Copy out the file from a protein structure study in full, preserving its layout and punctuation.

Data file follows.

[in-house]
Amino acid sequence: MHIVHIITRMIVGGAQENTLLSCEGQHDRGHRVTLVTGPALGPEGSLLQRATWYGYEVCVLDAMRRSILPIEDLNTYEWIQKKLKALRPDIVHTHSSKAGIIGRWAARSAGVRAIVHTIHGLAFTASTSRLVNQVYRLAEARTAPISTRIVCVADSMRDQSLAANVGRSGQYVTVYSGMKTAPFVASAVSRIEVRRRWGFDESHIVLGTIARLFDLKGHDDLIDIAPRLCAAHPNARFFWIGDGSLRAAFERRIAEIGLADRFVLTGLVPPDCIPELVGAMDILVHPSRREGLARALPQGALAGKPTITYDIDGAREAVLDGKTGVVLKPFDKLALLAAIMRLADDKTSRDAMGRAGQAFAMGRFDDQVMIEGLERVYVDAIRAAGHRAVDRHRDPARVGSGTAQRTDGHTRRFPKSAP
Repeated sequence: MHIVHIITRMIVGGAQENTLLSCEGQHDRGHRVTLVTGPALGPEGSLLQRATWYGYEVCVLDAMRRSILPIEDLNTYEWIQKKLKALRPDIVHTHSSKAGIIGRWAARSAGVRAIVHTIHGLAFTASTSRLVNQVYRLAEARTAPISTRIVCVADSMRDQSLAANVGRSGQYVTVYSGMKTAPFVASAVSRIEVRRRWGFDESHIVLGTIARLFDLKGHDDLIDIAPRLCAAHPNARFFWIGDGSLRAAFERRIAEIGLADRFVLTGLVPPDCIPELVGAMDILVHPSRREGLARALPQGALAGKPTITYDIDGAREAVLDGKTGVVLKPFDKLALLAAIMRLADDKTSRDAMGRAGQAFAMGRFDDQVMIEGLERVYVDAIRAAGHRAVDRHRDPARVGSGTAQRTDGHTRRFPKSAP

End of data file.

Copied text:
[in-house]
Amino acid sequence: MHIVHIITRMIVGGAQENTLLSCEGQHDRGHRVTLVTGPALGPEGSLLQRATWYGYEVCVLDAMRRSILPIEDLNTYEWIQKKLKALRPDIVHTHSSKAGIIGRWAARSAGVRAIVHTIHGLAFTASTSRLVNQVYRLAEARTAPISTRIVCVADSMRDQSLAANVGRSGQYVTVYSGMKTAPFVASAVSRIEVRRRWGFDESHIVLGTIARLFDLKGHDDLIDIAPRLCAAHPNARFFWIGDGSLRAAFERRIAEIGLADRFVLTGLVPPDCIPELVGAMDILVHPSRREGLARALPQGALAGKPTITYDIDGAREAVLDGKTGVVLKPFDKLALLAAIMRLADDKTSRDAMGRAGQAFAMGRFDDQVMIEGLERVYVDAIRAAGHRAVDRHRDPARVGSGTAQRTDGHTRRFPKSAP
Repeated sequence: MHIVHIITRMIVGGAQENTLLSCEGQHDRGHRVTLVTGPALGPEGSLLQRATWYGYEVCVLDAMRRSILPIEDLNTYEWIQKKLKALRPDIVHTHSSKAGIIGRWAARSAGVRAIVHTIHGLAFTASTSRLVNQVYRLAEARTAPISTRIVCVADSMRDQSLAANVGRSGQYVTVYSGMKTAPFVASAVSRIEVRRRWGFDESHIVLGTIARLFDLKGHDDLIDIAPRLCAAHPNARFFWIGDGSLRAAFERRIAEIGLADRFVLTGLVPPDCIPELVGAMDILVHPSRREGLARALPQGALAGKPTITYDIDGAREAVLDGKTGVVLKPFDKLALLAAIMRLADDKTSRDAMGRAGQAFAMGRFDDQVMIEGLERVYVDAIRAAGHRAVDRHRDPARVGSGTAQRTDGHTRRFPKSAP